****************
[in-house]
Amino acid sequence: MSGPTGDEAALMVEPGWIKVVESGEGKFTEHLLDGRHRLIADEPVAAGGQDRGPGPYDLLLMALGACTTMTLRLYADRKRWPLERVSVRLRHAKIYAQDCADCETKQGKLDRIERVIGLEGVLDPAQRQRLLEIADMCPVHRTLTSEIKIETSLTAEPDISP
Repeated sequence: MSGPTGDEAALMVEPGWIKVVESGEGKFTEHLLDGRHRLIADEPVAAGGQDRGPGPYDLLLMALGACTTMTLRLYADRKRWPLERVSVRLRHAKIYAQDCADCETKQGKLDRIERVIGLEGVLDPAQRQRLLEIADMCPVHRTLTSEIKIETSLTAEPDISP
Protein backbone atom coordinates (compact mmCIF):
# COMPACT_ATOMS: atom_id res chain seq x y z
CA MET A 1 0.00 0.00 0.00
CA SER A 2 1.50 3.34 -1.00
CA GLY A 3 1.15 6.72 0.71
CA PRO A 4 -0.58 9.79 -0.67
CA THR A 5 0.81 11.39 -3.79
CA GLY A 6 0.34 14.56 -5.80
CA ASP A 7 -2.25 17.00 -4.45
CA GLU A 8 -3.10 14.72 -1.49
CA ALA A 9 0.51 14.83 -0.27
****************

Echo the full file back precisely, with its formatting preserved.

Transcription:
[in-house]
Amino acid sequence: MSGPTGDEAALMVEPGWIKVVESGEGKFTEHLLDGRHRLIADEPVAAGGQDRGPGPYDLLLMALGACTTMTLRLYADRKRWPLERVSVRLRHAKIYAQDCADCETKQGKLDRIERVIGLEGVLDPAQRQRLLEIADMCPVHRTLTSEIKIETSLTAEPDISP
Repeated sequence: MSGPTGDEAALMVEPGWIKVVESGEGKFTEHLLDGRHRLIADEPVAAGGQDRGPGPYDLLLMALGACTTMTLRLYADRKRWPLERVSVRLRHAKIYAQDCADCETKQGKLDRIERVIGLEGVLDPAQRQRLLEIADMCPVHRTLTSEIKIETSLTAEPDISP
Protein backbone atom coordinates (compact mmCIF):
# COMPACT_ATOMS: atom_id res chain seq x y z
CA MET A 1 0.00 0.00 0.00
CA SER A 2 1.50 3.34 -1.00
CA GLY A 3 1.15 6.72 0.71
CA PRO A 4 -0.58 9.79 -0.67
CA THR A 5 0.81 11.39 -3.79
CA GLY A 6 0.34 14.56 -5.80
CA ASP A 7 -2.25 17.00 -4.45
CA GLU A 8 -3.10 14.72 -1.49
CA ALA A 9 0.51 14.83 -0.27